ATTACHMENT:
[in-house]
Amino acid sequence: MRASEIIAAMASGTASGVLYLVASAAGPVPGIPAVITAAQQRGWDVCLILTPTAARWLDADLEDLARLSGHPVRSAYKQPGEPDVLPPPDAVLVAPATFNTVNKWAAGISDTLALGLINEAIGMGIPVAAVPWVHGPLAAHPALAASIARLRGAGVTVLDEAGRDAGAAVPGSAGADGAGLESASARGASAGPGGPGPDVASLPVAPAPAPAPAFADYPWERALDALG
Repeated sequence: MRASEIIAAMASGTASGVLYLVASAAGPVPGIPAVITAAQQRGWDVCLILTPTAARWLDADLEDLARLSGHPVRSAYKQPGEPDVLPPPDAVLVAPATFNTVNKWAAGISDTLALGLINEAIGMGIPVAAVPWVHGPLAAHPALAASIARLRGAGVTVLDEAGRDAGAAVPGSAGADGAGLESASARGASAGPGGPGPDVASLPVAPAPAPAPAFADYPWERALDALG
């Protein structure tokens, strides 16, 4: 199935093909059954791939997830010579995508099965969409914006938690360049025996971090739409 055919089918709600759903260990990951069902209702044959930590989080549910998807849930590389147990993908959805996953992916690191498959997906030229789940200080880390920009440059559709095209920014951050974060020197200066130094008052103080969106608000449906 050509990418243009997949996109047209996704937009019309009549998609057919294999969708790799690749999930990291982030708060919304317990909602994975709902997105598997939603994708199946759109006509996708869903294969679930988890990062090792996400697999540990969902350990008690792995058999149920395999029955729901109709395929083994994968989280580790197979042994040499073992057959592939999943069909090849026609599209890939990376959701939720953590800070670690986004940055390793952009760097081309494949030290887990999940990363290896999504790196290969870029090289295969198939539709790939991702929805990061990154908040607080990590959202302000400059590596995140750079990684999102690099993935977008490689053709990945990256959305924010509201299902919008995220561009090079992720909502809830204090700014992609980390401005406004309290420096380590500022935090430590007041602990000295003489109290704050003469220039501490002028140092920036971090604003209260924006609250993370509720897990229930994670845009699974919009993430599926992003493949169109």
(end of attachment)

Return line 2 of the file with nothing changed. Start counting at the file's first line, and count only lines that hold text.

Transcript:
Amino acid sequence: MRASEIIAAMASGTASGVLYLVASAAGPVPGIPAVITAAQQRGWDVCLILTPTAARWLDADLEDLARLSGHPVRSAYKQPGEPDVLPPPDAVLVAPATFNTVNKWAAGISDTLALGLINEAIGMGIPVAAVPWVHGPLAAHPALAASIARLRGAGVTVLDEAGRDAGAAVPGSAGADGAGLESASARGASAGPGGPGPDVASLPVAPAPAPAPAFADYPWERALDALG